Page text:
Supreme Court nominees who were not confirmed
Thursday, October 27, 2005; 12:04 PM
Since World War II, six Supreme Court nominations have been either withdrawn or rejected by the Senate.
Douglas Ginsburg -- 1987
In November 1987, U.S. Court of Appeals Judge Douglas H. Ginsburg was forced to withdraw as President Ronald Reagan's nominee for a vacant U.S. Supreme Court seat that had been earlier denied to Robert Bork. The reason: Ginsburg's admission that he had used marijuana in the 1960s and 1970s while a college student and Harvard Law School professor. Ginsburg's nomination was never voted on by the Senate. Anthony Kennedy, who eventually got the seat, was confirmed on Nov. 30, 1987 with a vote of 97-0.
Robert Bork -- 1987
On July 1, 1987 President Ronald Reagan nominated U.S. Court of Appeals Judge Robert Bork, who served as solicitor general under President Richard Nixon, for the Supreme Court. Senate Democrats wary of his conservative philosophy and positions objected to his nomination. Bork's nomination was rejected by the Senate on Oct. 23, 1987 by a vote of 42-58.
G. Harrold Carswell -- 1970
President Richard Nixon nominated U.S. Court of Appeals Judge G. Harrold Carswell to the Supreme Court on Jan. 19, 1970 to replace Justice Abe Fortas. Carswell was criticized for the high reversal rate (58%) of his decisions that were later appealed, and by civil-rights advocates for his judicial record and for vocally supporting White supremacy in 1948 while running for office in Georgia. Carswell was rejected by the Senate on April 8, 1970 by a vote of 51-45. Harry Blackmun, confirmed on May 12, 1970, replaced Fortas who resigned in 1969.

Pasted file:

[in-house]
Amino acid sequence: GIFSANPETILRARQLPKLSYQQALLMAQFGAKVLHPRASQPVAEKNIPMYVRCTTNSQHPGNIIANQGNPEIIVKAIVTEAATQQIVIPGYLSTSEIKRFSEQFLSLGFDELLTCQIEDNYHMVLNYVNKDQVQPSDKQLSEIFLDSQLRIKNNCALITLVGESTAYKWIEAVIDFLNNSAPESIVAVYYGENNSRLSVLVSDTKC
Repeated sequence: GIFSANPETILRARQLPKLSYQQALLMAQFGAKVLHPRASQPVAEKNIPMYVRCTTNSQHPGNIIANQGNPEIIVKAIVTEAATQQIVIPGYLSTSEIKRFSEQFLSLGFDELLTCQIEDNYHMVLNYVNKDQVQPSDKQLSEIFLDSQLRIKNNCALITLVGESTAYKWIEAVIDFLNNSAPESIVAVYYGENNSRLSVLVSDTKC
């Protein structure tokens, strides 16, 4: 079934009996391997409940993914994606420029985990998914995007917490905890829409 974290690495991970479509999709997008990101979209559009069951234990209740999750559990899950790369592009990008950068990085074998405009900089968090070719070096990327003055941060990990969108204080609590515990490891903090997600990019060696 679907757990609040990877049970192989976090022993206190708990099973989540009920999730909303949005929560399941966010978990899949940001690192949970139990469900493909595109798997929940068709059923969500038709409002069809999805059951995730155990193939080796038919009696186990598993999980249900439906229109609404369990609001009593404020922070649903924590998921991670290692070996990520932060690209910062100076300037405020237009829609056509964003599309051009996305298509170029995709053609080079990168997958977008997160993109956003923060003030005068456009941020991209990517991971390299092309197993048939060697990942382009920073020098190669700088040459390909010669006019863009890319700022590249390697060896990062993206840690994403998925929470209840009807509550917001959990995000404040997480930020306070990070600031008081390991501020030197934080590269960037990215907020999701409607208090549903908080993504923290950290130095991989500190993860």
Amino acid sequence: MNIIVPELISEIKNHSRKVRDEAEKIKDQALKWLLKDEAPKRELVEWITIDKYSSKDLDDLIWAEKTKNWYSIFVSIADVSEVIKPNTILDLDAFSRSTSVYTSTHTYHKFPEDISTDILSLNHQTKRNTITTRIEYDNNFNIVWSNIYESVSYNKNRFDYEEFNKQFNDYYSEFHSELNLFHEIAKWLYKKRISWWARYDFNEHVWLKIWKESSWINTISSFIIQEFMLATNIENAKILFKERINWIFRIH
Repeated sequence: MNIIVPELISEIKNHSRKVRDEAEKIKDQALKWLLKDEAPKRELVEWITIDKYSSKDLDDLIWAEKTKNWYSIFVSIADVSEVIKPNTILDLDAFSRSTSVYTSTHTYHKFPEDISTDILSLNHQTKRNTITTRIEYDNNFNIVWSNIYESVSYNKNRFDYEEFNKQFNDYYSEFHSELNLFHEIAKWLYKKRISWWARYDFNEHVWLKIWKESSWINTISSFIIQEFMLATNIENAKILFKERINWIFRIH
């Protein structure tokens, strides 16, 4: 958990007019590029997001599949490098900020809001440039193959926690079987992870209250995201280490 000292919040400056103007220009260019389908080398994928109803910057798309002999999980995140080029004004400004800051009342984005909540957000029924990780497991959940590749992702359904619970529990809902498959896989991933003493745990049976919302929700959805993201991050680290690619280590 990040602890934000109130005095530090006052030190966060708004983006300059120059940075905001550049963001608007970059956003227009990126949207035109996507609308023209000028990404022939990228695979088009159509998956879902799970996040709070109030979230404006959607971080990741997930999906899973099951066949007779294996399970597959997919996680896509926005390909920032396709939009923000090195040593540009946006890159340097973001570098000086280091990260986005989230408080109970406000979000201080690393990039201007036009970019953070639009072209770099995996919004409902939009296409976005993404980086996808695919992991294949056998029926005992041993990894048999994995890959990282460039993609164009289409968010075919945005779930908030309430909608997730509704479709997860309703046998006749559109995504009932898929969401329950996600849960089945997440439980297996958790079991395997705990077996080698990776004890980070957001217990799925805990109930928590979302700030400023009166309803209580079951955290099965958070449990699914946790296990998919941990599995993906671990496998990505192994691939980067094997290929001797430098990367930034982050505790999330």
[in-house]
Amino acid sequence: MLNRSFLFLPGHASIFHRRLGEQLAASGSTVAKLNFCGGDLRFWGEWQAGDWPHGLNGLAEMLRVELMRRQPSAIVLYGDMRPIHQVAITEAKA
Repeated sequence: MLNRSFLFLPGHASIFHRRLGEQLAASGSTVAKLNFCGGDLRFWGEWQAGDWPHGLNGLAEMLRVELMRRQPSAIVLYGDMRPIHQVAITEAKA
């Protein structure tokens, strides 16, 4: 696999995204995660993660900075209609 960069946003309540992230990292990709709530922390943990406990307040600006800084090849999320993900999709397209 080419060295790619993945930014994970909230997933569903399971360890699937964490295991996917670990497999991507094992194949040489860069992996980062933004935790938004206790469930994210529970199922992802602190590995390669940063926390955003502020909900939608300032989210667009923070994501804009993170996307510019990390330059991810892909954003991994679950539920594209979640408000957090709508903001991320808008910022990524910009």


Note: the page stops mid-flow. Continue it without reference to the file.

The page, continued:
Clement Haynsworth -- 1969
U.S. Court of Appeals Judge Clement Haynsworth was nominated to the Supreme Court on Aug. 21, 1969 by President Richard Nixon to replace Abe Fortas on the court. Haynsworth allegedly made court decisions favoring segregation and decisions on subjects where he had a financial interest. Haynsworth was defeated by a 55-45 vote on Nov. 21, 1969. Haynsworth was the first Supreme Court nominee since 1930 to be defeated by the Senate.
Abe Fortas -- 1968
President Lyndon B. Johnson nominated Associate Justice Abe Fortas to replace retiring Chief Justice Earl Warren. At the same time Johnson declared his intention to fill the vacancy created by Fortas' elevation with U.S. Appeals Court Judge Homer Thornberry. Though the Judiciary Committee recommended confirmation, floor consideration sparked the first filibuster in Senate history on a Supreme Court nomination. On Oct.1, 1968, the Senate failed to invoke cloture. Johnson then withdrew the nomination.
Homer Thornberry -- 1968
U.S. Appeals Court Judge Homer Thornberry was nominated by President Lyndon B. Johnson for Abe Fortas' seat on the Supreme Court when the president nominated Fortas to replace Earl Warren as Chief Justice. Once Fortas withdrew his nomination in October 1968, however, Thornberry's nomination became moot and was withdrawn by the White House without a vote.
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